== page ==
One of the more intriguing idioms is the expression, “the devil is in the details,” which means that mistakes are usually made in the small details of a project. Usually it is a cautionary tale, involving the need to pay attention to avoid failure, an expression of the concept that many things seem straightforward on the surface, but difficulties, problems, and obstacles are later discovered while trying to implement or execute a task or plan.
Although it seems somewhat of a cliché these days, it still has universal application, including our oncology practices where the details and nuances of our relationships with patients, their families and other health care providers can lead to difficult circumstances. On the other hand, and in a purely clinical context, careful attention to detail and nuance, especially in view of new findings from the literature, can have impact on how we interpret results on a renal mass and determining the extent of risk.
Our main article in this issue suggests how “the devil is in the details” can raise implications for what we do in managing renal cell carcinoma. Yes, all of this may seem intuitive but the implications are significant. As the article on ethical questions illustrates, “the need to disclose physician-specific factors (experience, previous outcomes, training), is controversial. Studies have correlated surgeon volume and objective ratings of surgeon skill with patient outcomes; these findings suggest that disclosure of these surgeon-specific factors may be relevant to patients’ informed decision making. A survey of patients supported this, as a majority of respondents found information on surgeon volume and outcomes essential.”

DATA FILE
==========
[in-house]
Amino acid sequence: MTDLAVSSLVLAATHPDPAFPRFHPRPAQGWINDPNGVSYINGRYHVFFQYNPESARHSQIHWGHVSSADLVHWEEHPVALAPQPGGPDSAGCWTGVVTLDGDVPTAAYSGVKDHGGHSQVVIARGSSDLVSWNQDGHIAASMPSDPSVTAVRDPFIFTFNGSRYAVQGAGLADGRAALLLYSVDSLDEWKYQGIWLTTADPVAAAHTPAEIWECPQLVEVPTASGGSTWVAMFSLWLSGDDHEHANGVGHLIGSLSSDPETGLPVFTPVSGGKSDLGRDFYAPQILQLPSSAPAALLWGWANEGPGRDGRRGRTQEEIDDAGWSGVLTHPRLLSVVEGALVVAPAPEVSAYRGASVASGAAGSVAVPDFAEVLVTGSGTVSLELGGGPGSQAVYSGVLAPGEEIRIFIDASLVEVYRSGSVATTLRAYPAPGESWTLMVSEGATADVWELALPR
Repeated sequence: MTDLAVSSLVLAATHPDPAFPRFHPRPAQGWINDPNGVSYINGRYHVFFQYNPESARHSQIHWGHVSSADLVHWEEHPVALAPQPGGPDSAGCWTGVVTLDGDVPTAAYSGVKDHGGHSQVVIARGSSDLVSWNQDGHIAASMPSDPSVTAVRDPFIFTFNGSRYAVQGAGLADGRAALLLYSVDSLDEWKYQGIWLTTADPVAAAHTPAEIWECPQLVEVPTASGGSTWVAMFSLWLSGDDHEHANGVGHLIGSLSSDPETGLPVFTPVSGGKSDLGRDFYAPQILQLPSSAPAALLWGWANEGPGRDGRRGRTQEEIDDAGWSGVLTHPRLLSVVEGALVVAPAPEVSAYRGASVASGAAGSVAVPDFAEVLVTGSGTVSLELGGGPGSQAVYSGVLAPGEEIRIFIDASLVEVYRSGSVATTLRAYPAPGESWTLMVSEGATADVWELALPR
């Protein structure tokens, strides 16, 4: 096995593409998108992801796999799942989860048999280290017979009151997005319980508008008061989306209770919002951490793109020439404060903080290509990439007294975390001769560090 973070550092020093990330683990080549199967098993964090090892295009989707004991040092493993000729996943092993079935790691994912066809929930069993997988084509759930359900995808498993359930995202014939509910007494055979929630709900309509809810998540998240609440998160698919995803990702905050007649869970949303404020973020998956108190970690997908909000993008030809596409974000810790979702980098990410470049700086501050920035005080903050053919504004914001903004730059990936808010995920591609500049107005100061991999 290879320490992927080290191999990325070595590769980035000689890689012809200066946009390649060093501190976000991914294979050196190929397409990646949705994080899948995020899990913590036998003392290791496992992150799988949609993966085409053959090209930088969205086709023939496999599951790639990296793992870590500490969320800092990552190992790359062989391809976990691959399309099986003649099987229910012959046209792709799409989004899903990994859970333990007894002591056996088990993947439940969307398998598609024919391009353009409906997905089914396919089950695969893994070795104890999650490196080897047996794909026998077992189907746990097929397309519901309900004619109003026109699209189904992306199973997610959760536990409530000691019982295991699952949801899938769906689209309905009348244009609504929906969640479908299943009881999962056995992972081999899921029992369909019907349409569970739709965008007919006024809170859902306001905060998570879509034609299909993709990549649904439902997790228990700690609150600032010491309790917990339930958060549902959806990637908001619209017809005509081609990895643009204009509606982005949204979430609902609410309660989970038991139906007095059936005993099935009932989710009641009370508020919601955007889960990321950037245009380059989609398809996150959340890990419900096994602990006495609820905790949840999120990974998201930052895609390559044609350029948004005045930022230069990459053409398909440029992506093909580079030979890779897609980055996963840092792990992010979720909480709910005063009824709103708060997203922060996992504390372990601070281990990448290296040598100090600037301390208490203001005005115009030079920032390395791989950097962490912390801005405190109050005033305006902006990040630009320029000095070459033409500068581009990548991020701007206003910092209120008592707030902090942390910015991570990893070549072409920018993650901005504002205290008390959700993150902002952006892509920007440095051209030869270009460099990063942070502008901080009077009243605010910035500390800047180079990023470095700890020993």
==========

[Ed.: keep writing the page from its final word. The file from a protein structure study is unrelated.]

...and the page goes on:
The issue of disclosure of surgeon experience is very relevant to the surgical management of renal cancer, as Dr Eric Singer and Dr Parth Modi point out. Laparoscopic and robotic-assisted partial nephrectomy have become popular and widely utilized interventions for small renal masses. Several studies have demonstrated a learning curve with the use of these surgical modalities and surgeon experience has been shown to independently predict patient outcomes. So the question arises: to what extent are physicians obligated to disclose their experience? Yes, the devil is in the details. I urge you to discover them by reading this article covering a broad range of ethical issues in renal cancer.
These are troubling and significant questions and in the case of medical ethics have even been described as dilemmas. Since the devil is in the details, we must, by the very nature of our practice be concerned with confronting difficulties, problems, and obstacles on a routine basis and preventing these details from complicating the course of care at a much later time. It is a challenge that reflects the essence of providing high quality value based care.
Robert A. Figlin, MD